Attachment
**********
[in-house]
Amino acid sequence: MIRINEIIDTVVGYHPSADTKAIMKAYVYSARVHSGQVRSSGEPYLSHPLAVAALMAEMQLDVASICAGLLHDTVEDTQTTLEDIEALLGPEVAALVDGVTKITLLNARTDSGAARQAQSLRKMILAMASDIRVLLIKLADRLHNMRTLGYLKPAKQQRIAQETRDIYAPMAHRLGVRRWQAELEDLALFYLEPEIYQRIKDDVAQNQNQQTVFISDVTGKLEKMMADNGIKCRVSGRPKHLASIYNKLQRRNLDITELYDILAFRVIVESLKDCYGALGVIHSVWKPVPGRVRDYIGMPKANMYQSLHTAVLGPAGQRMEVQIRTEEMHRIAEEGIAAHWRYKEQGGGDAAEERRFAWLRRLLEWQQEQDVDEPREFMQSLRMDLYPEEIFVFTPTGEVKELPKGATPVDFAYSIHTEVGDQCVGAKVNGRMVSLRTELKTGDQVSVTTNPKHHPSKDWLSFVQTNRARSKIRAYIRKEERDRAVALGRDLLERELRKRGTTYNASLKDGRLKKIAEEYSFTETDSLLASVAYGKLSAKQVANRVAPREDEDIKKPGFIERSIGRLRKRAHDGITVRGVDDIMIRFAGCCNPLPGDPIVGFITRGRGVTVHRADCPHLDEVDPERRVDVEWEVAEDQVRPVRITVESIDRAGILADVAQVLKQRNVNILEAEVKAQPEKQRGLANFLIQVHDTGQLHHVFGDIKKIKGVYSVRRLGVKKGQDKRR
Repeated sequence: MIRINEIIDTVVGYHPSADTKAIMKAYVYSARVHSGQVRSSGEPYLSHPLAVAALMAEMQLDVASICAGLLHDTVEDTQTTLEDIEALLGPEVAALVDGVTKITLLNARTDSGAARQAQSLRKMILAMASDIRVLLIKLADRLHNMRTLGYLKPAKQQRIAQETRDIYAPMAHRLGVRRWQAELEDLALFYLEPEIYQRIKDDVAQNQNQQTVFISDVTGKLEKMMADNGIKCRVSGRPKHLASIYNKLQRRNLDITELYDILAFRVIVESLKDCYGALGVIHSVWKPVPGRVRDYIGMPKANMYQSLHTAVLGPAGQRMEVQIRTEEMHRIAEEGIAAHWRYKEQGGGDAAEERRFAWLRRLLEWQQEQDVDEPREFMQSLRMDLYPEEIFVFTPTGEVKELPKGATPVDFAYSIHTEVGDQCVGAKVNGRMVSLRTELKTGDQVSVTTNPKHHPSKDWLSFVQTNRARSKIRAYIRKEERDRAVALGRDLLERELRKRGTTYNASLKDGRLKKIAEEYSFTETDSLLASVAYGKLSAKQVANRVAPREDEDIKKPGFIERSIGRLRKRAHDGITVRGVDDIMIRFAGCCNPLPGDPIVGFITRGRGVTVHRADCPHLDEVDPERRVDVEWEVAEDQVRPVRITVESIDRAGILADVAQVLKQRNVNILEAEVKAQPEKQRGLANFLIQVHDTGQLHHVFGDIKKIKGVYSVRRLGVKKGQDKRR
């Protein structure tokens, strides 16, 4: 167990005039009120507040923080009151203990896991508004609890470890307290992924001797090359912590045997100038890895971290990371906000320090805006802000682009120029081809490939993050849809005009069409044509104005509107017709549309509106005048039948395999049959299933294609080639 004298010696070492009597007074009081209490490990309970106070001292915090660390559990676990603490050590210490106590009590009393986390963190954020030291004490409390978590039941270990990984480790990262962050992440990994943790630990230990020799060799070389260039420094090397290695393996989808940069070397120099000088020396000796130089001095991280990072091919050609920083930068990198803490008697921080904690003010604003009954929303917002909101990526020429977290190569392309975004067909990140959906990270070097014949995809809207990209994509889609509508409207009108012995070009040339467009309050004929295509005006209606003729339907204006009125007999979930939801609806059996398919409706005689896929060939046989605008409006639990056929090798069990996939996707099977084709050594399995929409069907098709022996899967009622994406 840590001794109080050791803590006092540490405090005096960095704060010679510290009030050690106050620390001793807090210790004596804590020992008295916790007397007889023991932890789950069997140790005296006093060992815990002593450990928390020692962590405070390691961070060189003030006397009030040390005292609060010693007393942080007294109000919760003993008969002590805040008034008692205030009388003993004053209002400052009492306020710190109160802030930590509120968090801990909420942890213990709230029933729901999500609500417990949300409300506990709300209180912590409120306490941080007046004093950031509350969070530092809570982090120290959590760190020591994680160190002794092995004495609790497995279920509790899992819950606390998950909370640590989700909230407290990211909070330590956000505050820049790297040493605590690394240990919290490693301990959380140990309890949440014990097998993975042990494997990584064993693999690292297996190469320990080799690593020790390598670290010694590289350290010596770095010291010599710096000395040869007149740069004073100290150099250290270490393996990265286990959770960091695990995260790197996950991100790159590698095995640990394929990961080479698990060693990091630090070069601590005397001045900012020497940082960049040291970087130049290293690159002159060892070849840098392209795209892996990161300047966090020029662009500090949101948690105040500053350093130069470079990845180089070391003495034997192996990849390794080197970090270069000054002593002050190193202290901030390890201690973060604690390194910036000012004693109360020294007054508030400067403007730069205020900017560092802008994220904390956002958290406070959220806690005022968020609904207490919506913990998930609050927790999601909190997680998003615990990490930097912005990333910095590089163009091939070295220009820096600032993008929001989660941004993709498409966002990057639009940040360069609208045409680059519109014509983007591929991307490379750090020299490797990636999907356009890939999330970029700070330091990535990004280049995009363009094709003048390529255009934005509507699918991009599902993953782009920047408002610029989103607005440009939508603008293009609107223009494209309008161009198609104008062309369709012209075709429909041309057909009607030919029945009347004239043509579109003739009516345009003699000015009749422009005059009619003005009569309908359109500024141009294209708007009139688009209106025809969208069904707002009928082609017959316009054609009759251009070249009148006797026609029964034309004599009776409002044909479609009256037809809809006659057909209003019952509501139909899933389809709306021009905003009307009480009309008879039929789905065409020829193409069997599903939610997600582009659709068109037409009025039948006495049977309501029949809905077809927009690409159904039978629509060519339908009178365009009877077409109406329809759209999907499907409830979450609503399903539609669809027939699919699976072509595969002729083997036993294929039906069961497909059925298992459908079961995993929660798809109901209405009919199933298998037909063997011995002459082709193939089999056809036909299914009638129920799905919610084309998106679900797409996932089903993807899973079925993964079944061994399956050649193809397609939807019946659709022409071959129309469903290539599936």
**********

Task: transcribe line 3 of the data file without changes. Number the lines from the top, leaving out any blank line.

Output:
Repeated sequence: MIRINEIIDTVVGYHPSADTKAIMKAYVYSARVHSGQVRSSGEPYLSHPLAVAALMAEMQLDVASICAGLLHDTVEDTQTTLEDIEALLGPEVAALVDGVTKITLLNARTDSGAARQAQSLRKMILAMASDIRVLLIKLADRLHNMRTLGYLKPAKQQRIAQETRDIYAPMAHRLGVRRWQAELEDLALFYLEPEIYQRIKDDVAQNQNQQTVFISDVTGKLEKMMADNGIKCRVSGRPKHLASIYNKLQRRNLDITELYDILAFRVIVESLKDCYGALGVIHSVWKPVPGRVRDYIGMPKANMYQSLHTAVLGPAGQRMEVQIRTEEMHRIAEEGIAAHWRYKEQGGGDAAEERRFAWLRRLLEWQQEQDVDEPREFMQSLRMDLYPEEIFVFTPTGEVKELPKGATPVDFAYSIHTEVGDQCVGAKVNGRMVSLRTELKTGDQVSVTTNPKHHPSKDWLSFVQTNRARSKIRAYIRKEERDRAVALGRDLLERELRKRGTTYNASLKDGRLKKIAEEYSFTETDSLLASVAYGKLSAKQVANRVAPREDEDIKKPGFIERSIGRLRKRAHDGITVRGVDDIMIRFAGCCNPLPGDPIVGFITRGRGVTVHRADCPHLDEVDPERRVDVEWEVAEDQVRPVRITVESIDRAGILADVAQVLKQRNVNILEAEVKAQPEKQRGLANFLIQVHDTGQLHHVFGDIKKIKGVYSVRRLGVKKGQDKRR